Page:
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Mueller: Has the NFL WR market reached a breaking point? How much is too much?

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Mueller: Has the NFL WR market reached a breaking point? How much is too much?

I’m not one for letting good players walk out the door.

I know from experience that talent is too hard to replace, even with the best-hatched plan, without taking a step backward. So I understand that, at least sometimes, proven teams need to overpay slightly for the sake of continuity.

But recent contracts for NFL wide receivers have forced me to at least question my philosophy. And that tells me that general managers and team-builders around the NFL are no doubt contemplating that question as well.

It’s not because these receivers lack talent. They are all really good players. But the contract numbers are making the team-building equation more complicated than ever.

The dilemma is twofold. First, if you’re going to pay a wide receiver more than $30 million per year, are you sure he’s a difference-maker and not just a guy who fits your system? And second, is it feasible to pay big salaries to more than one wide receiver on your roster?

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Ten years ago, the NFL’s top-paid wide receivers made about $16 million annually, equaling about 12 percent of the $133 million cap. Today, A.J. Brown leads the way at $32 million annually on a cap of $255 million. That’s still just 12.5 percent of the cap. But let’s look closer.

In 2014, the two receivers making $16 million annually were Calvin Johnson and Larry Fitzgerald, the clear standard-bearers at the position. There weren’t enough top-of-the-heap receivers that every new contract would reset the market. Dez Bryant, Demaryius Thomas, Julio Jones and A.J. Green signed new contracts in 2015, but none exceeded $15 million per year. Fitzgerald’s and Johnson’s deals weren’t eclipsed until Antonio Brown hit $17 million per year in 2017 (a year after Johnson retired), just 10.2 percent of the $167 million cap.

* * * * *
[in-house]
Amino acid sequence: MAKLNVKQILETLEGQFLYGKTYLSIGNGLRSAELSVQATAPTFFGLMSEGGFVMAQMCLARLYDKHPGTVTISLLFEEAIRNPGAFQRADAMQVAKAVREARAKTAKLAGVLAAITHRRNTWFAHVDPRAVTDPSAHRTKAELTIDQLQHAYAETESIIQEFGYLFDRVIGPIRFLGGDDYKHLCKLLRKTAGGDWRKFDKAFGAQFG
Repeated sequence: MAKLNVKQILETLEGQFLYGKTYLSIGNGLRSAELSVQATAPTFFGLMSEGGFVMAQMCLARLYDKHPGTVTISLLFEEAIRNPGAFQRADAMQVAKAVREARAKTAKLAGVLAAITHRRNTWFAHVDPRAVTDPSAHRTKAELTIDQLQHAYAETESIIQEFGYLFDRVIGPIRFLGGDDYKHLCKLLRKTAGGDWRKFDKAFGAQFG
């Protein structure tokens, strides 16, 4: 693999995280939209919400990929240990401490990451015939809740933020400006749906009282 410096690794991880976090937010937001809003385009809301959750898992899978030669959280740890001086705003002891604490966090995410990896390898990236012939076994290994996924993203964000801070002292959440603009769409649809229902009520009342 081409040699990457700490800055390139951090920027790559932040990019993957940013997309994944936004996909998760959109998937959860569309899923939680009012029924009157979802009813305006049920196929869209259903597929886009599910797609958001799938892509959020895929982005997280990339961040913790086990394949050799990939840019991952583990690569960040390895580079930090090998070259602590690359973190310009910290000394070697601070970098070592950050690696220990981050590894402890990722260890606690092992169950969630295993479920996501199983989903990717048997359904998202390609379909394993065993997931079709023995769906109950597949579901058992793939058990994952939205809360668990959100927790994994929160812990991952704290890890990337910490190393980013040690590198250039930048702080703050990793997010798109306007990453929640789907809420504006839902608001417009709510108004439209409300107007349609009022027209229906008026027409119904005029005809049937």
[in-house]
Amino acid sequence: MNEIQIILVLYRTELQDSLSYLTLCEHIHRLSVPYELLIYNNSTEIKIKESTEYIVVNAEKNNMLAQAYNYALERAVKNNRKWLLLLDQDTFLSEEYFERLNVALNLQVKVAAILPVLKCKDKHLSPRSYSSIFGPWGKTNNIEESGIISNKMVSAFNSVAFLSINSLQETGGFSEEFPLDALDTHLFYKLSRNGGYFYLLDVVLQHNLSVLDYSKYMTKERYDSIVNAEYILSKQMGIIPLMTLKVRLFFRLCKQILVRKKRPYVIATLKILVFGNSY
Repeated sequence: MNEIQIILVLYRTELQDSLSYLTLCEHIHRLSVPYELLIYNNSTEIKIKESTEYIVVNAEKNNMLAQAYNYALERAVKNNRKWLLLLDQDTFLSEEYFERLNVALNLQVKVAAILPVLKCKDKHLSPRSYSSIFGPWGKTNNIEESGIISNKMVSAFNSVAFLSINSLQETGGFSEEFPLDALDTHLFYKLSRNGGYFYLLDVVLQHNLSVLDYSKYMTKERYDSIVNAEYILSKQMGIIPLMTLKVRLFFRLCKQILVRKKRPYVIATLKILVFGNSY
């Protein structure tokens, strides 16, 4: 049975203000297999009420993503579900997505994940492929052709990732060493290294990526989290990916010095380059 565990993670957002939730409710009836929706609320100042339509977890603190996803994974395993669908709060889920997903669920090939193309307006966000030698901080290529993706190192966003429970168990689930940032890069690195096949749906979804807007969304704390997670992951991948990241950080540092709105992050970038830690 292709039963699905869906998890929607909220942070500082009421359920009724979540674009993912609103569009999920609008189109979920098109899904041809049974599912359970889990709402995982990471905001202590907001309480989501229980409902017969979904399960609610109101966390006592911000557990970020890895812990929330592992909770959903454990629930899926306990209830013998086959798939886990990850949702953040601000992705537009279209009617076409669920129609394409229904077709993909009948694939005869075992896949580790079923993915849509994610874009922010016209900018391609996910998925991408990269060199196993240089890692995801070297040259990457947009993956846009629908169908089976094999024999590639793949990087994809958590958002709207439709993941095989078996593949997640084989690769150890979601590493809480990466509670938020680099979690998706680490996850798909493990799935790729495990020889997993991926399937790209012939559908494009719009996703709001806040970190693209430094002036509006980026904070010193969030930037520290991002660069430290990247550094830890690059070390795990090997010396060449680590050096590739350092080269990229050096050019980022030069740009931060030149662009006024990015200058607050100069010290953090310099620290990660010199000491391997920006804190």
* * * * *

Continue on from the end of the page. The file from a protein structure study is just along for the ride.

The receiver market has already been reset twice in the past month, and we are on the verge of another jump with Justin Jefferson, CeeDee Lamb, Ja’Marr Chase and Brandon Aiyuk all up for new deals. All four could plausibly reset the market, so we might be looking at $35 million per year — which would be 13.7 percent of the cap — or more. That leaves the Minnesota Vikings, Dallas Cowboys, Cincinnati Bengals and San Francisco 49ers with big decisions with implications across their rosters.

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Teams must take a hard look at where this money will come from. How much is too much for a non-quarterback? Does it make sense for a position group other than QB to exceed 20 percent of a team’s cap? How would that affect decisions elsewhere on the roster?

Jefferson is arguably the best receiver in the league, and Minnesota should certainly extend him. But the cost will tighten money to spend elsewhere, like on last year’s first-round pick, 22-year-old Jordan Addison, when his rookie deal ends. Of course, if the Vikings’ assessment of J.J. McCarthy proves accurate, a quality quarterback on a five-year rookie contract might be just what the doctor ordered. If I were running the Vikings, I would pay Jefferson and keep churning WR2 at the end of Addison’s deal.

Jerry Jones and the Cowboys probably need to be much more creative in dealing with Lamb. Jones already has a $50 million-plus quarterback quandary on his hands, with Dak Prescott having all the leverage in an endless game of chicken. As long as Prescott is the QB, the Cowboys’ evaluation skills might be challenged beyond most as they seek value from other receivers to pair with Lamb.